Monday, January 22, 2007

The World of Cinema Is Flat

I'd like to call your attention to A.O. Scott's excellent Sunday New York Times piece on the waning profile of foreign language films in the U.S. Scott, along with his colleague Manohla Dargis, has over the past few years become essential reading for me, offering consistently witty, intelligent, and often quite brilliant (for example, Dargis' recent piece on Inland Empire) commentary, which is quite a rarity these days in the landscape of mainstream film reviewing.

Scott's piece is a quite sobering and thorough assessment of the low box office returns and increasing marginalization of foreign-language releases. I can certainly relate to the often lonely situation of having seen a great film from Korea, Japan, China, Indonesia, Roumania, Mali, or wherever, and being met with blank stares when I mention them. Or even worse, not even bothering to bring them up because of the impossibility of having any sort of meaningful discussion about them. However, I'm not quite as pessimistic about the situation as Scott is, which perhaps has to do with the fact that I am of a younger generation that wasn't around for the halcyon cinephilic days of the 60's and 70's. The idea of cinema as primarily a theatergoing experience is very quickly disappearing. And while definitely something is being lost, and obviously a beautiful new celluloid print of a great classic work is to your video IPod as Nobu is to McDonald's, there are some definite gains as well. I enjoy the fact that I can enjoy the latest works of say, Johnnie To, Kim Ki-duk, E J-yong, Peter Chan, or classics such as the lovely Naruse box set from Masters of Cinema without being subject to the whims, fashions and financial pressures of distributors.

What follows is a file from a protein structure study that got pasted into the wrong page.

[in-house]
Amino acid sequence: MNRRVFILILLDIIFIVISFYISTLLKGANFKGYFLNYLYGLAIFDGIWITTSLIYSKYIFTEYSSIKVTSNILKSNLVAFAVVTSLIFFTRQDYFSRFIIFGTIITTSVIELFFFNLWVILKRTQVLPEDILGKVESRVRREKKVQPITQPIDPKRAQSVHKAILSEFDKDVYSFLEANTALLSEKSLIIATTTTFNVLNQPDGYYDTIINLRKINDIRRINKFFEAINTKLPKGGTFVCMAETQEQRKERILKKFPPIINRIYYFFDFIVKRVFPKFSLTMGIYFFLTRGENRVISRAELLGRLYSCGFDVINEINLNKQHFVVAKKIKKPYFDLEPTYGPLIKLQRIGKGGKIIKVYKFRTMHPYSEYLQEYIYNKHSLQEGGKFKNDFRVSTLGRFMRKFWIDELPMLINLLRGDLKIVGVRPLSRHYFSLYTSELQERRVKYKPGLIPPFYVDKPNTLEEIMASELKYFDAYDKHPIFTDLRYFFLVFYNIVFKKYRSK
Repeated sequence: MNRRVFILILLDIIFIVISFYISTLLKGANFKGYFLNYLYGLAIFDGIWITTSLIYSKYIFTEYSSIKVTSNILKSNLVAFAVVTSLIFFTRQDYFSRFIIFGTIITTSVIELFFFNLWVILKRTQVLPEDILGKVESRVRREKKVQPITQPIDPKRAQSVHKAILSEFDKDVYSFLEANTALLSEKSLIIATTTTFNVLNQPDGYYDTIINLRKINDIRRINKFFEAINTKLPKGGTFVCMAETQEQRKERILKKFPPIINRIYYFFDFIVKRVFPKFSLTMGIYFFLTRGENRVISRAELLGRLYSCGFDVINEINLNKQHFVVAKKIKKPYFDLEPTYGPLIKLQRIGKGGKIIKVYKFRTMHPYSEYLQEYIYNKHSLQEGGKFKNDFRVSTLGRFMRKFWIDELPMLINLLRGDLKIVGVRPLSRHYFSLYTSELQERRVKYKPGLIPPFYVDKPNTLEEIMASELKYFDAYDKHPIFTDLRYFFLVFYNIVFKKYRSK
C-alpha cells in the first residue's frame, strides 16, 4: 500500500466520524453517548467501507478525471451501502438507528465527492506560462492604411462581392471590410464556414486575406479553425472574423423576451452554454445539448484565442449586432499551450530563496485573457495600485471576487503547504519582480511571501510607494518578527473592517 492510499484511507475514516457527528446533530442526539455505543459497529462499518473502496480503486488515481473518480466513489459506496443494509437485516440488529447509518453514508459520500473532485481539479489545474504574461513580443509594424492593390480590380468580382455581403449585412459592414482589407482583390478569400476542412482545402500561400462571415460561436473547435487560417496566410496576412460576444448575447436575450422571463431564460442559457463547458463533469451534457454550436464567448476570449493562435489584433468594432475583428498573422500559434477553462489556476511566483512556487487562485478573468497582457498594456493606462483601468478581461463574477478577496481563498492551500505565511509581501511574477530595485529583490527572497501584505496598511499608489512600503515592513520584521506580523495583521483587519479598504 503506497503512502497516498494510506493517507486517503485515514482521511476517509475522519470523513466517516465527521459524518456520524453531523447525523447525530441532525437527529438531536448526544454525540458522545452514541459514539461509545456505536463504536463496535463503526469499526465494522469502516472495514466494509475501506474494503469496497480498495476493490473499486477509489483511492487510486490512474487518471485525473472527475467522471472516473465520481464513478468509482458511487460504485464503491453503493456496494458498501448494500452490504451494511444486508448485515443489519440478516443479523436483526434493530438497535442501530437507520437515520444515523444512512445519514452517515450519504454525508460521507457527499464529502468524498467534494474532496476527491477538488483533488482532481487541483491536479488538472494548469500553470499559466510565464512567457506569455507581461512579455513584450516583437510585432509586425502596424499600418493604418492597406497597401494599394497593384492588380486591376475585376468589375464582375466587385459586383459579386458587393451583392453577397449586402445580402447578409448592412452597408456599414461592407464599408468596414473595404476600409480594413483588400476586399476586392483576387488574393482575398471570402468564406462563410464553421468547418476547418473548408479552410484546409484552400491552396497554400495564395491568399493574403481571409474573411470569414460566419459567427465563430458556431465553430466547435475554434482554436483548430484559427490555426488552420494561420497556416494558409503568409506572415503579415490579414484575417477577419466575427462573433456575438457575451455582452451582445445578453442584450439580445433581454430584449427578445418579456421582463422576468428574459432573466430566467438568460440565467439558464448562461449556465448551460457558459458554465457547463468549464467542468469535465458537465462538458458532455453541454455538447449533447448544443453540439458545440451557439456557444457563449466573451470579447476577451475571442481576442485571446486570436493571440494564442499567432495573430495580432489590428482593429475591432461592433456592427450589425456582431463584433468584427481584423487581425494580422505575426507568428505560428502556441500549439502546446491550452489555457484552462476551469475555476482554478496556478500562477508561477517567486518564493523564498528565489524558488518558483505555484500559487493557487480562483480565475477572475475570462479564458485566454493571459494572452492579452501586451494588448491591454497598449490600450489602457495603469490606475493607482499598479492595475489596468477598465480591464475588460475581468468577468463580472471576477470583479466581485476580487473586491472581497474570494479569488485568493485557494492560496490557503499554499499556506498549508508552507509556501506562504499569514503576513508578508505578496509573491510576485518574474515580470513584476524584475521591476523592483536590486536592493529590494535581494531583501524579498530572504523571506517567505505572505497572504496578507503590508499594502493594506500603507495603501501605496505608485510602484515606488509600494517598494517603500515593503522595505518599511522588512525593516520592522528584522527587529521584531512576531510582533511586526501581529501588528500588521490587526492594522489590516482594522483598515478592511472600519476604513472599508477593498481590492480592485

Film companies are starting to wake up to this changing cinema landscape, as Manohla Dargis reports in her piece in the same issue. Films such as Hou Hsiao-hsien's Three Times have at least the potential to reach far more people through cable than any small distributor. And perhaps in the end, all of this will come out to a net positive, as audiences become more savvy to the endless variety of world cinema, in all forms, that is available around them, and is as close to them as their laptop, television set, or local film festival. One can only hope.

Saturday, January 20, 2007

In Darkest Africa